Top Reasons Why You Should Visit Córdoba, Spain, at Least Once in Your Lifetime

Córdoba is home to some remarkable ancient gems, such as the Roman bridge in the historic centre
Córdoba is home to some remarkable ancient gems, such as the Roman bridge in the historic centre | © Jacek Sopotnicki / Alamy Stock Photo
Photo of Mark Nayler
25 July 2021

Sometimes overlooked as a city-break destination in favour of Granada or Seville, Córdoba is one of Andalucia’s most fascinating cities. From its unique Feria de los Patios to the mighty Mosque-Cathedral, the city’s cultural and historic offerings mean it deserves a place on everyone’s bucket list.

Home to the largest old town in Spain and the only city in the world to have four Unesco-protected sites, Córdoba is a must-visit for any traveller. Every May, it’s also the setting for the Feria de los Patios, the flower-centred festival celebrated nowhere else in the country. Here’s why you should visit Córdoba at least once, from its unique historic attractions to an exceptionally varied bar scene and warm, sunny climate.

Soak up the city’s centuries-old history

Mosque, Historical Landmark, Cathedral, Architectural Landmark
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Cordoba, Spain Mosque-Cathedral.
© Sean Pavone / Alamy Stock Photo
Nowhere is Andalucia’s Moorish-Christian heritage more powerfully on display than in Córdoba, with the star attraction being the Mosque-Cathedral, the only building of its kind in Spain. It features a 16th-century cathedral built in the middle of a 10th-century mosque. Other key sights include the Alcázar de los Reyes Cristianos – a palace built among the ruins of a Moorish fortress in the 14th century – a 16-arched Roman bridge and the remains of one of the greatest temples in the Roman Empire.

Discover the remains of Andalucia’s Medieval capital

Ruins
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Upper Basilical Hall in the administrative area of the 10th century fortified palace and city of Medina Azahara, also known as Madinat al-Zahra, Cordo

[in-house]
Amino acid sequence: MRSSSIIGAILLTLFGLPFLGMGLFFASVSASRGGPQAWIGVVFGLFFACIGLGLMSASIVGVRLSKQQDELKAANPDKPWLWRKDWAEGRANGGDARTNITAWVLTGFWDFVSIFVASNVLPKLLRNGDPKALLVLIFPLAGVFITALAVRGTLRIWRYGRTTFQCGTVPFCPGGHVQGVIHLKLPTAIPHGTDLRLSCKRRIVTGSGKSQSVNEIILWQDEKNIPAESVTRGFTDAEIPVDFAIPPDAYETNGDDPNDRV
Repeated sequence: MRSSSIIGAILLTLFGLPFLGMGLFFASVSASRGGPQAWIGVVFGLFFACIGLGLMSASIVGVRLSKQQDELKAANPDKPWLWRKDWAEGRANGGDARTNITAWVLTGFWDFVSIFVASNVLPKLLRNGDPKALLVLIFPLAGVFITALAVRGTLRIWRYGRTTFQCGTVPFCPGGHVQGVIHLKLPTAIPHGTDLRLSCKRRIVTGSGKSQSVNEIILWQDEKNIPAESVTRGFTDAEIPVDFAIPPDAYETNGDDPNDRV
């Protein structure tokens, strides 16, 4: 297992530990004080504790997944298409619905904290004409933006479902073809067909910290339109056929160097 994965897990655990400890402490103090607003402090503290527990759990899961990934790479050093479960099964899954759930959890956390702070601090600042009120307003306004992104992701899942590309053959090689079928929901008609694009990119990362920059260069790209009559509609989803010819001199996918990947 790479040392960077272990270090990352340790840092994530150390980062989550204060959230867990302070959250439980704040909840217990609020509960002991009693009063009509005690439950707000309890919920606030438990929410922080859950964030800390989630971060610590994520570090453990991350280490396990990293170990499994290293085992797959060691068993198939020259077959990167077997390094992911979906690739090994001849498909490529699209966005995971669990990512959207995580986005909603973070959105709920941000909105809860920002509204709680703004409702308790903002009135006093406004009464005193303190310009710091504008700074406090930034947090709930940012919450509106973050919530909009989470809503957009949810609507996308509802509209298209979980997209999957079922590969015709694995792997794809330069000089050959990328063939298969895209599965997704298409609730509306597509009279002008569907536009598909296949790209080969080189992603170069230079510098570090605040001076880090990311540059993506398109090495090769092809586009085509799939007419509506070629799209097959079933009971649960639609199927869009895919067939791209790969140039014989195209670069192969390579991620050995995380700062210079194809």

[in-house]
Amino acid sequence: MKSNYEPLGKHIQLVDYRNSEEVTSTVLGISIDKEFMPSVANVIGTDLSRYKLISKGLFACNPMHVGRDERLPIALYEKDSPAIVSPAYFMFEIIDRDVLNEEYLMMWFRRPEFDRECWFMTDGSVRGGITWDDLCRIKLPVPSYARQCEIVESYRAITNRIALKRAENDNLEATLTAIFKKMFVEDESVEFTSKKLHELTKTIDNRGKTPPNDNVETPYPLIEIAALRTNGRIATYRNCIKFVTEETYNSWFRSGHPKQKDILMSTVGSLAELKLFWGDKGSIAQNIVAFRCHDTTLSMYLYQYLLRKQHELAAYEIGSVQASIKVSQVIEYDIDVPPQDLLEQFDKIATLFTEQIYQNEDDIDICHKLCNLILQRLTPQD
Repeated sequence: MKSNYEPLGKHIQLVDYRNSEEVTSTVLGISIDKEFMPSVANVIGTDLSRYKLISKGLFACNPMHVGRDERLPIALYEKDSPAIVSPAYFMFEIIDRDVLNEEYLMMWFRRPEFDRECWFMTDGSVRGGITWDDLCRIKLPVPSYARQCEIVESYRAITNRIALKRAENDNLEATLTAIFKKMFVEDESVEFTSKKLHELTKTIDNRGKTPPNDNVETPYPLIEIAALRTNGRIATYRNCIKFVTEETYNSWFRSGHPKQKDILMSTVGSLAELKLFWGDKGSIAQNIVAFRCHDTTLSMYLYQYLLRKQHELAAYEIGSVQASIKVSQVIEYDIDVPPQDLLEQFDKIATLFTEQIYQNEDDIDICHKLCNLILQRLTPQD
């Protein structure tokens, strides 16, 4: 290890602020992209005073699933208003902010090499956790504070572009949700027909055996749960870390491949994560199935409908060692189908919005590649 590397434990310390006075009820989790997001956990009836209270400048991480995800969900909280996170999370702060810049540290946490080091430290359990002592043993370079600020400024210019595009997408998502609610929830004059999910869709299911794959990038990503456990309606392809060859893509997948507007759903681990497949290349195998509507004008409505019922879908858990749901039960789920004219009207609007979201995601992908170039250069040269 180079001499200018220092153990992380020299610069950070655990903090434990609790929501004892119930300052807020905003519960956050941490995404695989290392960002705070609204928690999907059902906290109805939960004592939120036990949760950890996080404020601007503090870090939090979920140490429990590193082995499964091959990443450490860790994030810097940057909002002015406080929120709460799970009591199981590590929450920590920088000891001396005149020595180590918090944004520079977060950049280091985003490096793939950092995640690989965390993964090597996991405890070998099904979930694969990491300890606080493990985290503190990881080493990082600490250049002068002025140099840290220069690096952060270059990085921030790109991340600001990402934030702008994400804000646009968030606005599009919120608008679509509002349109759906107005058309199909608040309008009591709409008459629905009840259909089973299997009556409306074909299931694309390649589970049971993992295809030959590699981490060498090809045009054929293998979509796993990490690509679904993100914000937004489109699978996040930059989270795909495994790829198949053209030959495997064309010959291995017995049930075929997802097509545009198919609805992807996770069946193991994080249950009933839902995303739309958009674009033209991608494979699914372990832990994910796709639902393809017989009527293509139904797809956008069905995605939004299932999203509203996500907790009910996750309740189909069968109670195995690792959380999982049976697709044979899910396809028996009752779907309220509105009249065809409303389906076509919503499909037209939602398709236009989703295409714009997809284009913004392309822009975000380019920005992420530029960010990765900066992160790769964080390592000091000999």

© Classic Image / Alamy Stock Photo
Throughout the 10th and 11th centuries, Córdoba was the most sophisticated city in Western Europe and home to the Medina Azahara, an administrative and residential complex and the capital of Moorish Spain. Although only representing about 10 percent of the original, today’s ruins still give you an idea of the original layout of the palaces, mosques, offices and gardens. They lie 8km (5mi) west of Córdoba and are accessible by car or a bus that runs from outside the Alcázar.

Bask in the southern Spanish sunshine

Architectural Landmark
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Córdoba - jean-baptiste-d-kU1iE5IVFW0-unsplash
© Jean-Baptiste D. / Unsplash

Córdoba’s warm climate and low annual rainfall make it a great year-round destination. The best times to visit are spring and autumn when you’re guaranteed temperatures of around 25C (77F) and almost no rain. The only time to really avoid visiting is in August when Córdoba lives up to its reputation as the hottest city in Spain, even beating sweltering Seville; temperatures frequently exceed 40C (104F), making sightseeing virtually impossible.

Venture easily to nearby cities such as Seville

Historical Landmark
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Plaza de Espana with canal and bridge, Maria Luisa Park, Seville, Andalusia, Spain, Europe
© Neale Clark / robertharding / Alamy Stock Photo